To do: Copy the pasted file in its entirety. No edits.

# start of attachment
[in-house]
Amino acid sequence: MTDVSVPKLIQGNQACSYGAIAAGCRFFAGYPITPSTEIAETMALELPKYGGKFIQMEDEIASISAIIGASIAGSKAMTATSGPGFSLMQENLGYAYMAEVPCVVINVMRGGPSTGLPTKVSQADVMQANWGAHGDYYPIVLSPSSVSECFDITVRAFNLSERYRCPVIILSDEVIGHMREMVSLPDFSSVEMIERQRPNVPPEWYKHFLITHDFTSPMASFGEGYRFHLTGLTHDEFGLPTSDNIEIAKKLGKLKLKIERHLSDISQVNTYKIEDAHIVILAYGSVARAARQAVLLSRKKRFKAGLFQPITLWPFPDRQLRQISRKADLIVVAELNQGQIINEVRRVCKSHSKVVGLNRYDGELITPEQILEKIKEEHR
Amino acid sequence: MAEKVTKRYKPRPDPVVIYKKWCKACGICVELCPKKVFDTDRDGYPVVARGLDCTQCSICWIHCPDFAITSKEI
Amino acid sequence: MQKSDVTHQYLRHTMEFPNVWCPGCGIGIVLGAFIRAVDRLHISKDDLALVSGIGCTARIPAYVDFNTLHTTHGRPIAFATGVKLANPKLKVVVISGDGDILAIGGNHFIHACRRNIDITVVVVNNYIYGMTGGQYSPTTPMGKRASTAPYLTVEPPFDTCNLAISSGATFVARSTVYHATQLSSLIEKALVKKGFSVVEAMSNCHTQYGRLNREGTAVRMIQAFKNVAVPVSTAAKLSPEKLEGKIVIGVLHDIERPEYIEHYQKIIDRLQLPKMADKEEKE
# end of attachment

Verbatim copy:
[in-house]
Amino acid sequence: MTDVSVPKLIQGNQACSYGAIAAGCRFFAGYPITPSTEIAETMALELPKYGGKFIQMEDEIASISAIIGASIAGSKAMTATSGPGFSLMQENLGYAYMAEVPCVVINVMRGGPSTGLPTKVSQADVMQANWGAHGDYYPIVLSPSSVSECFDITVRAFNLSERYRCPVIILSDEVIGHMREMVSLPDFSSVEMIERQRPNVPPEWYKHFLITHDFTSPMASFGEGYRFHLTGLTHDEFGLPTSDNIEIAKKLGKLKLKIERHLSDISQVNTYKIEDAHIVILAYGSVARAARQAVLLSRKKRFKAGLFQPITLWPFPDRQLRQISRKADLIVVAELNQGQIINEVRRVCKSHSKVVGLNRYDGELITPEQILEKIKEEHR
Amino acid sequence: MAEKVTKRYKPRPDPVVIYKKWCKACGICVELCPKKVFDTDRDGYPVVARGLDCTQCSICWIHCPDFAITSKEI
Amino acid sequence: MQKSDVTHQYLRHTMEFPNVWCPGCGIGIVLGAFIRAVDRLHISKDDLALVSGIGCTARIPAYVDFNTLHTTHGRPIAFATGVKLANPKLKVVVISGDGDILAIGGNHFIHACRRNIDITVVVVNNYIYGMTGGQYSPTTPMGKRASTAPYLTVEPPFDTCNLAISSGATFVARSTVYHATQLSSLIEKALVKKGFSVVEAMSNCHTQYGRLNREGTAVRMIQAFKNVAVPVSTAAKLSPEKLEGKIVIGVLHDIERPEYIEHYQKIIDRLQLPKMADKEEKE